FIG. 3 shows a side view of the wall-mounting adapter 10. The wall-mounting adapter 10 includes the wallplate 12, the first modular telephone jack 14, and the first coaxial cable connector 16. The first modular telephone jack 14 is attached to the wallplate 12. A mounting bracket 22 is affixed to the first telephone jack 14. The mounting bracket 22 has an aperture 24 defined therein. The first coaxial cable connector 16 having a first frame 17 is supported within the aperture 24 and is capable of attaching to the coaxial cable 64. A first conductive wire 18 is mounted within the first telephone jack 14 and is electrically connected to the frame 17 of the first coaxial cable connector 16. A second conductive wire 20 is mounted within the telephone jack 14 and is electrically connected to the frame 17 of the first coaxial cable connector 16.

FIG. 4 shows an alternate adapter system 200. A second block adapter 30 a attaches to an already-existing coax wall jack 70 either by a second coaxial cable 64 a or directly to the coax wall jack 70. The second block adapter 30 a omits the multi-wired telephone cable 36. The first telephone line cord 60 is insertable within the modular telephone jack 34 a of the second block adapter 30 a. The first coaxial cable 64 attaches to the coax wall jack 70 at the first end 72 of the cable 64 and the first block adapter 30 at the second end 74 of the cable 64.

FIGS. 5 and 6 show the block adapter 30. The block adapter 30 is a block 31 having a cover 33. The block adapter 30 has a first 38, a second 40, a third 82 and a fourth terminal 84 disposed on the block 31. The block adapter 30 includes a second modular telephone jack 34 integrally connected to the block 31, and a second coaxial cable connector 32 attached to the block 31. The second modular telephone jack 34 has a first 42, a second 44, a third 76 and a fourth 78 conductor mounted within the jack 34. The first conductor 42 is connected to the first terminal 38 and the second conductor 44 is connected to the second terminal 40. The third conductor 76 and the fourth conductor 78 are connected to the third terminal 82 and the fourth terminal 84, respectively.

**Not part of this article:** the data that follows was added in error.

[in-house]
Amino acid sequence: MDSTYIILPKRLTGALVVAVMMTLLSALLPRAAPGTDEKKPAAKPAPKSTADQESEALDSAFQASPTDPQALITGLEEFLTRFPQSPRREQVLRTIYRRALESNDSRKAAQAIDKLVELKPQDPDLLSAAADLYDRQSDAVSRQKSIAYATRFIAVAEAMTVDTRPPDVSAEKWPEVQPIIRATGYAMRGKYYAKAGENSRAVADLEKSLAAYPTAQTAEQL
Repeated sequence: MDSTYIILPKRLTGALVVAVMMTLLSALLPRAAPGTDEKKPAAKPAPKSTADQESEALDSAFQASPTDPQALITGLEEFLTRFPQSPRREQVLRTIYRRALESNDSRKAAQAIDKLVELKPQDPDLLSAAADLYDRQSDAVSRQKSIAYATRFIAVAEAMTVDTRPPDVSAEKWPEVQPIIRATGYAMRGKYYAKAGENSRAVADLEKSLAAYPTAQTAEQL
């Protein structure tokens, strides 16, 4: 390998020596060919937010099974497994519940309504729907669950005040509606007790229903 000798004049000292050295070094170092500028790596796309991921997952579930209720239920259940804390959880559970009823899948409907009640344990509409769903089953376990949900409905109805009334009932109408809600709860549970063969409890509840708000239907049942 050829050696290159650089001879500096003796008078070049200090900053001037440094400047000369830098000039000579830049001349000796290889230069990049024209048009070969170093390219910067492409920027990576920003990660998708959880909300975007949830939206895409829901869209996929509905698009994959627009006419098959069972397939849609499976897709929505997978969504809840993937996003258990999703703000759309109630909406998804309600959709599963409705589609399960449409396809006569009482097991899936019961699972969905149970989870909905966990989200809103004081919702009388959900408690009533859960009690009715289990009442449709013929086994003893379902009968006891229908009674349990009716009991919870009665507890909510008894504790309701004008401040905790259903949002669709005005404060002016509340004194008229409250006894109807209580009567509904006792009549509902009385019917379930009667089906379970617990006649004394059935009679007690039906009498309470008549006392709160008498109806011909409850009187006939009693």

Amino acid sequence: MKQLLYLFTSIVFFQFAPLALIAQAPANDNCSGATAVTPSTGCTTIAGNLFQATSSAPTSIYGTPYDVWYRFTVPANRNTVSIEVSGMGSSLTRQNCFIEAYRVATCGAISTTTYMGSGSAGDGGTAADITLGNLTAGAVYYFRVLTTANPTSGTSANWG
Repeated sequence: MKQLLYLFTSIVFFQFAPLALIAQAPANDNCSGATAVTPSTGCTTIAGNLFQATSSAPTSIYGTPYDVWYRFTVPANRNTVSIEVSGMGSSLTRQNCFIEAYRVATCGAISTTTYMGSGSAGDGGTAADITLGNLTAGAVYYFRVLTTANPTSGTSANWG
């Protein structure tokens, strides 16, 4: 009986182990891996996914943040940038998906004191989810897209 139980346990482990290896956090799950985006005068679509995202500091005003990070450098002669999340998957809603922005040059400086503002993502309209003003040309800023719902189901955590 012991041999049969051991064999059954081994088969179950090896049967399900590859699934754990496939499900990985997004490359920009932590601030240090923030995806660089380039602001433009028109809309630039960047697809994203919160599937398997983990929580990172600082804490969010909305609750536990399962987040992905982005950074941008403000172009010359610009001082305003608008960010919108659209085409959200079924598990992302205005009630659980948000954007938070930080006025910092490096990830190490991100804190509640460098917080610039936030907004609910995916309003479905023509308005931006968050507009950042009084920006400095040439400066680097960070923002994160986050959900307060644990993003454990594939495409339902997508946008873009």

The second coaxial cable connector 32 has a center conductor 46 that is connected to the first terminal 38 and a frame 35 that is electrically connected to the second terminal 40 by a first contact wire 48. Thus, the first conductor 42 and the center conductor 46 allow for the coaxial cable 64, which is attached to the second coaxial cable connector 32, to electrically communicate through the second modular telephone jack 34.

The multi-wired telephone cable 36 includes a first telephone cable conductor 50 connected to the first terminal 38, and a second telephone cable conductor 52 connected to the second terminal 38. Thus, the first telephone cable conductor 50 and the center conductor 46 allow for the coaxial cable 64 to electrically communicate through the telephone cable 36.

It is to be understood that the present invention is not limited to the embodiments described above, but encompasses any and all embodiments within the scope of the following claims.

Patent Citations
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Referenced by
Citing PatentFiling datePublication dateApplicantTitle
US7581987 *May 26, 2006Sep 1, 2009Afl Telecommunications LlcSplitter balun with repositional connector
Classifications
U.S. Classification439/536, 439/654
International ClassificationH01R31/06, H01R13/74
Cooperative ClassificationH01R31/06
European ClassificationH01R31/06
Legal Events
DateCodeEventDescription
Dec 8, 2009FPExpired due to failure to pay maintenance fee
Effective date: 20091018
Oct 18, 2009LAPSLapse for failure to pay maintenance fees
Apr 27, 2009REMIMaintenance fee reminder mailed